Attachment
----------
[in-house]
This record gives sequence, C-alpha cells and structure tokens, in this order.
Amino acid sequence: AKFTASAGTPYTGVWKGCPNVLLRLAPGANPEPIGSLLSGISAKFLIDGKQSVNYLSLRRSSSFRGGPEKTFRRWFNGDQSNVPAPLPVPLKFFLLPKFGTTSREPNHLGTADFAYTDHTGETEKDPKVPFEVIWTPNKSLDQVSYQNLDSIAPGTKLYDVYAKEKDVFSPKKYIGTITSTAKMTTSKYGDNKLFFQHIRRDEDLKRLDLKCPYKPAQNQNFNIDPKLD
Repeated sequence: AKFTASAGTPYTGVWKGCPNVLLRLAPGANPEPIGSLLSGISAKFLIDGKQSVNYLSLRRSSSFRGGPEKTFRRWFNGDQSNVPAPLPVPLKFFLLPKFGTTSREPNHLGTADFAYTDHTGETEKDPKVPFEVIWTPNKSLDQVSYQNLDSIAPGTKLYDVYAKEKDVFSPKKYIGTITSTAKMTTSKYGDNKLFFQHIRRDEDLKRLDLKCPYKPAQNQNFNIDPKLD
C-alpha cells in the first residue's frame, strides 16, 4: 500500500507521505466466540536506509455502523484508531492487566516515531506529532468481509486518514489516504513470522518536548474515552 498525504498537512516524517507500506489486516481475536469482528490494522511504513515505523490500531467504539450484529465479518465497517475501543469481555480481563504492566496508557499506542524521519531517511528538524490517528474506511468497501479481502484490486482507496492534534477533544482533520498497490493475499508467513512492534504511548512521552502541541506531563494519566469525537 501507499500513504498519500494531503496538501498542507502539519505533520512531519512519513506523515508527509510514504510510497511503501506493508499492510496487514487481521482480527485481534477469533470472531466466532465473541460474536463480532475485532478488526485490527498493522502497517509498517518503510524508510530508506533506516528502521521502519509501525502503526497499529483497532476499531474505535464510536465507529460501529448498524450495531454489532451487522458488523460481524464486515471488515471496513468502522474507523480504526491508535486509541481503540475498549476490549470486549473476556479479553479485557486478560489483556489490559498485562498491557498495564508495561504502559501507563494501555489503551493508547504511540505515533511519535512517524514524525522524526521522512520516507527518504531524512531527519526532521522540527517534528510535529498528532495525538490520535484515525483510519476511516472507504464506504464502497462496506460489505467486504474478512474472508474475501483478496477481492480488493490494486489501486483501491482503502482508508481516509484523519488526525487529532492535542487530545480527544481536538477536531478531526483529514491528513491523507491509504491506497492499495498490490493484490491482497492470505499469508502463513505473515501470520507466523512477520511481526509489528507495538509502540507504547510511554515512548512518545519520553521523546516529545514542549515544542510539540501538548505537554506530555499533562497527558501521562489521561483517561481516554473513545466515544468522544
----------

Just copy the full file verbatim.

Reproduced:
[in-house]
This record gives sequence, C-alpha cells and structure tokens, in this order.
Amino acid sequence: AKFTASAGTPYTGVWKGCPNVLLRLAPGANPEPIGSLLSGISAKFLIDGKQSVNYLSLRRSSSFRGGPEKTFRRWFNGDQSNVPAPLPVPLKFFLLPKFGTTSREPNHLGTADFAYTDHTGETEKDPKVPFEVIWTPNKSLDQVSYQNLDSIAPGTKLYDVYAKEKDVFSPKKYIGTITSTAKMTTSKYGDNKLFFQHIRRDEDLKRLDLKCPYKPAQNQNFNIDPKLD
Repeated sequence: AKFTASAGTPYTGVWKGCPNVLLRLAPGANPEPIGSLLSGISAKFLIDGKQSVNYLSLRRSSSFRGGPEKTFRRWFNGDQSNVPAPLPVPLKFFLLPKFGTTSREPNHLGTADFAYTDHTGETEKDPKVPFEVIWTPNKSLDQVSYQNLDSIAPGTKLYDVYAKEKDVFSPKKYIGTITSTAKMTTSKYGDNKLFFQHIRRDEDLKRLDLKCPYKPAQNQNFNIDPKLD
C-alpha cells in the first residue's frame, strides 16, 4: 500500500507521505466466540536506509455502523484508531492487566516515531506529532468481509486518514489516504513470522518536548474515552 498525504498537512516524517507500506489486516481475536469482528490494522511504513515505523490500531467504539450484529465479518465497517475501543469481555480481563504492566496508557499506542524521519531517511528538524490517528474506511468497501479481502484490486482507496492534534477533544482533520498497490493475499508467513512492534504511548512521552502541541506531563494519566469525537 501507499500513504498519500494531503496538501498542507502539519505533520512531519512519513506523515508527509510514504510510497511503501506493508499492510496487514487481521482480527485481534477469533470472531466466532465473541460474536463480532475485532478488526485490527498493522502497517509498517518503510524508510530508506533506516528502521521502519509501525502503526497499529483497532476499531474505535464510536465507529460501529448498524450495531454489532451487522458488523460481524464486515471488515471496513468502522474507523480504526491508535486509541481503540475498549476490549470486549473476556479479553479485557486478560489483556489490559498485562498491557498495564508495561504502559501507563494501555489503551493508547504511540505515533511519535512517524514524525522524526521522512520516507527518504531524512531527519526532521522540527517534528510535529498528532495525538490520535484515525483510519476511516472507504464506504464502497462496506460489505467486504474478512474472508474475501483478496477481492480488493490494486489501486483501491482503502482508508481516509484523519488526525487529532492535542487530545480527544481536538477536531478531526483529514491528513491523507491509504491506497492499495498490490493484490491482497492470505499469508502463513505473515501470520507466523512477520511481526509489528507495538509502540507504547510511554515512548512518545519520553521523546516529545514542549515544542510539540501538548505537554506530555499533562497527558501521562489521561483517561481516554473513545466515544468522544